Britain’s got talent

I recently came across this great list of the 15 best British technology inventions ever on technology magazine website Tech Radar. While some of the inventions listed were pretty well known, including the telephone, TV and the train there were also a few surprises or unknowns amongst them.

The first being the iPod. I assumed that this was credited to us Brits because of Apple designer Jonathan Ive (another inventive Brit living and working in the US) but Tech Radar actually credits British investor Kane Kramer who patented the idea for a portable digital music player in 1979. According to the article, “Kramer was unable to find funding for the idea and his patent lapsed in 1988.”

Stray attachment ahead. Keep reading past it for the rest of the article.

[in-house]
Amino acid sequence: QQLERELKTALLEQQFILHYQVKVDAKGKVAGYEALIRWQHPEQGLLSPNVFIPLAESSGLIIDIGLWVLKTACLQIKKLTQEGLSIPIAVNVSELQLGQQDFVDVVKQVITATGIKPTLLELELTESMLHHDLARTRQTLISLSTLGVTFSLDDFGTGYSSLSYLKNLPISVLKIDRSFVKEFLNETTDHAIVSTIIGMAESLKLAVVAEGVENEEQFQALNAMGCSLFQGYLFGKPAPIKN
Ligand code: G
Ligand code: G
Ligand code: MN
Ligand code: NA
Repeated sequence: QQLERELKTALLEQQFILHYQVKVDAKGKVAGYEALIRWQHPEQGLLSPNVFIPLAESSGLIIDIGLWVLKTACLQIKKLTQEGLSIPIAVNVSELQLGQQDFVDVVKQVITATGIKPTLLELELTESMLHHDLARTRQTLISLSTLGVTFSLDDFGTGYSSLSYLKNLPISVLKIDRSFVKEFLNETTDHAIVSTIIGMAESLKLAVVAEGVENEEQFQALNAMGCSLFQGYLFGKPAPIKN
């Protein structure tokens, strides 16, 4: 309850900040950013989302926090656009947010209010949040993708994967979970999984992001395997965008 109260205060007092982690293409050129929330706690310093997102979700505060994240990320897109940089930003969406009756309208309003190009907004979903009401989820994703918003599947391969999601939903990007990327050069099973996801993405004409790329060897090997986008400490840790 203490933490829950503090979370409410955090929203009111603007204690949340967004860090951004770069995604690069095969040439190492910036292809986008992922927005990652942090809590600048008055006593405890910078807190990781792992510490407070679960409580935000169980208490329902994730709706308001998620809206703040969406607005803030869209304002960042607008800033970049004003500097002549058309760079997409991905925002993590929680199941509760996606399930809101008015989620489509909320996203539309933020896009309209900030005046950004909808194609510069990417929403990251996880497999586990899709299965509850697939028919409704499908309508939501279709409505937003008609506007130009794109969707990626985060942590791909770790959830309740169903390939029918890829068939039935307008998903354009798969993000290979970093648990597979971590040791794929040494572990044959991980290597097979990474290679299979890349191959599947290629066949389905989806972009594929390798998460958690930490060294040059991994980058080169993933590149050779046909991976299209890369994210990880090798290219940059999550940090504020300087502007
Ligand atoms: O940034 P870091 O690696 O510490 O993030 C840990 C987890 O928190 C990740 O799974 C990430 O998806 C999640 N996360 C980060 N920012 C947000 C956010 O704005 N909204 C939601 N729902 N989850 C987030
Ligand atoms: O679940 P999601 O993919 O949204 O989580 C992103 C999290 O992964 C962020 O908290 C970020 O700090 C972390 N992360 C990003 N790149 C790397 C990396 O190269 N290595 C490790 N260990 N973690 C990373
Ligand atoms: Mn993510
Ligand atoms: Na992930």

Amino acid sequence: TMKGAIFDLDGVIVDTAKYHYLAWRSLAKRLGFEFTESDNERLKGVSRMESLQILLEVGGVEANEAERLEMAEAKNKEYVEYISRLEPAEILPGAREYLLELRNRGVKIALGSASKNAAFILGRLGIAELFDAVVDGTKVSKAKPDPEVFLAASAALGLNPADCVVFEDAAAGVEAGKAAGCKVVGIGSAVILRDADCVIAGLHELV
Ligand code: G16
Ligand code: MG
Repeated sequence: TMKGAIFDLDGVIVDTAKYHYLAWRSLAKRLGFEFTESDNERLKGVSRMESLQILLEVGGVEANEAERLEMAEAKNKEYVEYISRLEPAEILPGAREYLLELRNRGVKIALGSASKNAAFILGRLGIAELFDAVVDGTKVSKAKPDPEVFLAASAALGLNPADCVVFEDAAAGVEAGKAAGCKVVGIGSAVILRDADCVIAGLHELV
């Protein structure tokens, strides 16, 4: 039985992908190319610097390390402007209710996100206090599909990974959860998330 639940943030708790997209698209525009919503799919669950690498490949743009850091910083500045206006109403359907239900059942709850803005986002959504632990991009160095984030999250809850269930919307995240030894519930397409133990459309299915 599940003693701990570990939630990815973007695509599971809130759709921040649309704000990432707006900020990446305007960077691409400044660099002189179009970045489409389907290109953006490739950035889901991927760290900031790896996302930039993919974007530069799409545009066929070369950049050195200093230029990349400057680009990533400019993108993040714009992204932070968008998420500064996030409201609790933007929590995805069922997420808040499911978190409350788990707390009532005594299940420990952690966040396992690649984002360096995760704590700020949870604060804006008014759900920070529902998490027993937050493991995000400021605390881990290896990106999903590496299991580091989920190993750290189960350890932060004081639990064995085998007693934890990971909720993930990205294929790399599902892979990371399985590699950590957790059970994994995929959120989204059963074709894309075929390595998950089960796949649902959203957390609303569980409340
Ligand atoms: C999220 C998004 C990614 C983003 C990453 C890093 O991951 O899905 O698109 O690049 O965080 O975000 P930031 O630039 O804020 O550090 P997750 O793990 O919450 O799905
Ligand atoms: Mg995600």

Talking of music, stereo was also invented here by engineering pioneer Alan Blumenlein while working for EMI. He decided that current audio broadcasting techniques where poor quality and patented the idea of stereo in 1933. Unfortunately, EMI didn’t see the benefit of the technology and it wasn’t developed until much later.

The cat’s eye was also invented in the UK by Halifax resident Percy Shaw. Struggling to see roads and pavements when travelling at night, Shaw came up with the ‘glass eye’ that reflects headlights back at the driver in 1933 – proving that need is the mother of all invention.

Also as a technology PR agency, it’s only right that I mention that the computer itself was a British invention. In fact we owe Charles Babbage a big credit in starting to build the first programmable machine back in 1812 – although he didn’t ever manage to complete it.

Being involved in some of the biggest, game changing technological inventions should make us proud. Not bad for a small island me thinks.

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